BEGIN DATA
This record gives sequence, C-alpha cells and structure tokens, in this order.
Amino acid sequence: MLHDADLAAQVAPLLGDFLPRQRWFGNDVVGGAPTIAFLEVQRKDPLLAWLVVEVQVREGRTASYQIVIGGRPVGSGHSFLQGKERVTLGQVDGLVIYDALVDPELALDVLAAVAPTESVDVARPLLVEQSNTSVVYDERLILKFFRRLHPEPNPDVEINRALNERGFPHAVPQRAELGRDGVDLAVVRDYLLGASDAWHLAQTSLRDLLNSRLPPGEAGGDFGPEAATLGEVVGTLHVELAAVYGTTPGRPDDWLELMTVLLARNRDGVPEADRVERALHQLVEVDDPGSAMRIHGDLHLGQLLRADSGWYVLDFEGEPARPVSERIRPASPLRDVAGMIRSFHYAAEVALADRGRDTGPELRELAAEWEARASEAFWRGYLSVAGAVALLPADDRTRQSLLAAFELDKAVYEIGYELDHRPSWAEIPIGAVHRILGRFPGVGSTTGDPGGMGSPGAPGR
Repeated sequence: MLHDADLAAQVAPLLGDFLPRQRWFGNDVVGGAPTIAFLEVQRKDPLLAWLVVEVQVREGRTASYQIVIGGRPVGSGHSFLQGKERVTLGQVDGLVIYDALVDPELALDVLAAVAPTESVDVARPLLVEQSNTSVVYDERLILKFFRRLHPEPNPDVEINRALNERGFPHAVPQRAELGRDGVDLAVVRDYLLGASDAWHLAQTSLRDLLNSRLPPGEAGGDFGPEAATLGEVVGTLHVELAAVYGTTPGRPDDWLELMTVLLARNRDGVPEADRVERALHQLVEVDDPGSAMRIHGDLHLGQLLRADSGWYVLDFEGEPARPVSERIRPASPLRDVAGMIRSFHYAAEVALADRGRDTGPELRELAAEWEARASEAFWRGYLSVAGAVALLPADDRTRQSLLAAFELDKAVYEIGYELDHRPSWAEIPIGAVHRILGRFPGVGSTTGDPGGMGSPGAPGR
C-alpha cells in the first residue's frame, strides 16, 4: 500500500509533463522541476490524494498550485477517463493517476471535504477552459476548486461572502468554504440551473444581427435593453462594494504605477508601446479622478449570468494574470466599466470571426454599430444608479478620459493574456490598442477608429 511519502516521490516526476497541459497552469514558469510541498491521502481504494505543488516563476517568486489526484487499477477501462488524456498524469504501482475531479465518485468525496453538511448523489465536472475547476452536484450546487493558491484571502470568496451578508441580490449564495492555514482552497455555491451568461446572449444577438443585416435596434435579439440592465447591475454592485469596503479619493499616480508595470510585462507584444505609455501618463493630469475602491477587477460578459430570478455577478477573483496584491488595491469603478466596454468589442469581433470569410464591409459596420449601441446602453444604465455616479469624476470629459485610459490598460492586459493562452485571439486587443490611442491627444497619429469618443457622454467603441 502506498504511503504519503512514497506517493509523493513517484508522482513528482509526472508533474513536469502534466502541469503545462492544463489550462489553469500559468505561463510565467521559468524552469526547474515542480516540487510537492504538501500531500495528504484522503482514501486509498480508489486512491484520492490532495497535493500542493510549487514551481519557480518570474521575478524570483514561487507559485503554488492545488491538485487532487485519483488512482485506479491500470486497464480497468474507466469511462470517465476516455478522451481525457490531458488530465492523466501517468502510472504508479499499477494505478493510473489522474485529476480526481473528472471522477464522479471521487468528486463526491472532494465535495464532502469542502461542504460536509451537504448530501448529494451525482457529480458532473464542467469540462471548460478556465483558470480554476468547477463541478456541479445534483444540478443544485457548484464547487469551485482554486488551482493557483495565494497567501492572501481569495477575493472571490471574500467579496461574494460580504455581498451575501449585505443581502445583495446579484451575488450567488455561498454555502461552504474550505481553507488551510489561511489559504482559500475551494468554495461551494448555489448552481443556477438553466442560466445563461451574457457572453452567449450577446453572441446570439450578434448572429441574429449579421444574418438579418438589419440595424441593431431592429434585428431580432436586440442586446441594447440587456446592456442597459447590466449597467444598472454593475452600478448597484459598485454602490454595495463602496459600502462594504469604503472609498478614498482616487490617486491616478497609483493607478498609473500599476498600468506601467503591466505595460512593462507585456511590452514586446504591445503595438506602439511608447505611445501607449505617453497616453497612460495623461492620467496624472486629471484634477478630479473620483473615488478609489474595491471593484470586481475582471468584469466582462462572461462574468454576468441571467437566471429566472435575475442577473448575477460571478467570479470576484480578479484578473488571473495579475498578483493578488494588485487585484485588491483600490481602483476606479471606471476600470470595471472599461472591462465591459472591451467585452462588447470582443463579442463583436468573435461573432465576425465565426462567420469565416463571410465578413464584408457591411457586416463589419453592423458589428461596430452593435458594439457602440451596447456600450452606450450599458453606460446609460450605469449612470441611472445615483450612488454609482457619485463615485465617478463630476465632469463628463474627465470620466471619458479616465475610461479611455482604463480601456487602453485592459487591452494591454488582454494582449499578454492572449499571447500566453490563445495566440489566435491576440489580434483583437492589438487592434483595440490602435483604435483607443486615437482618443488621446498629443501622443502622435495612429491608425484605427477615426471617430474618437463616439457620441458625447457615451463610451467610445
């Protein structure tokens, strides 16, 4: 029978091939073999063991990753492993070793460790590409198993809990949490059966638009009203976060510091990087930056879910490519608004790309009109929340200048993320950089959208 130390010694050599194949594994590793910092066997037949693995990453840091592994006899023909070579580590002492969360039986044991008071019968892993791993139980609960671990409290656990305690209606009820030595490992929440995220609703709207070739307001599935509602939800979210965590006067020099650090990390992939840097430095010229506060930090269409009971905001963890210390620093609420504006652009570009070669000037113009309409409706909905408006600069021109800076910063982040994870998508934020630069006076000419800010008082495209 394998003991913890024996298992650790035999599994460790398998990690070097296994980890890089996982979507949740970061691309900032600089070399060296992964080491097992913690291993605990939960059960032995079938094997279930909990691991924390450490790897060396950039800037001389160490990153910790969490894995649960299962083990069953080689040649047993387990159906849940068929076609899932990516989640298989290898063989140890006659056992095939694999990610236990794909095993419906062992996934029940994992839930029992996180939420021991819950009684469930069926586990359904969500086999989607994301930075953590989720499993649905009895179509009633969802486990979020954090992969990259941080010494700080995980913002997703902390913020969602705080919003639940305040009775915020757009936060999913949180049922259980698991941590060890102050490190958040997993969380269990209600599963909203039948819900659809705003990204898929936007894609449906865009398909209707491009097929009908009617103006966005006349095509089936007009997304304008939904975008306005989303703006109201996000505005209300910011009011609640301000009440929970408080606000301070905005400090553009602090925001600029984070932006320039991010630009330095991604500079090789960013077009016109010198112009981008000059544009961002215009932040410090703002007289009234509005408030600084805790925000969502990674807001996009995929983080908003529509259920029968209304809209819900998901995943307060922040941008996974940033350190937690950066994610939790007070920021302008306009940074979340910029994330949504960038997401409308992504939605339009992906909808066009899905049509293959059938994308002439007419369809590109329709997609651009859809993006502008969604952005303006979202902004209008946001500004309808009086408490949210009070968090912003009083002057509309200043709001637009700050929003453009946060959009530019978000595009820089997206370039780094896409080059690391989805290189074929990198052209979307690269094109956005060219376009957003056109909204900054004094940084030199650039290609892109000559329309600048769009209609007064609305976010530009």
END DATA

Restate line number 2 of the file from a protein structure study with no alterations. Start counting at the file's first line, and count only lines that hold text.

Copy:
Amino acid sequence: MLHDADLAAQVAPLLGDFLPRQRWFGNDVVGGAPTIAFLEVQRKDPLLAWLVVEVQVREGRTASYQIVIGGRPVGSGHSFLQGKERVTLGQVDGLVIYDALVDPELALDVLAAVAPTESVDVARPLLVEQSNTSVVYDERLILKFFRRLHPEPNPDVEINRALNERGFPHAVPQRAELGRDGVDLAVVRDYLLGASDAWHLAQTSLRDLLNSRLPPGEAGGDFGPEAATLGEVVGTLHVELAAVYGTTPGRPDDWLELMTVLLARNRDGVPEADRVERALHQLVEVDDPGSAMRIHGDLHLGQLLRADSGWYVLDFEGEPARPVSERIRPASPLRDVAGMIRSFHYAAEVALADRGRDTGPELRELAAEWEARASEAFWRGYLSVAGAVALLPADDRTRQSLLAAFELDKAVYEIGYELDHRPSWAEIPIGAVHRILGRFPGVGSTTGDPGGMGSPGAPGR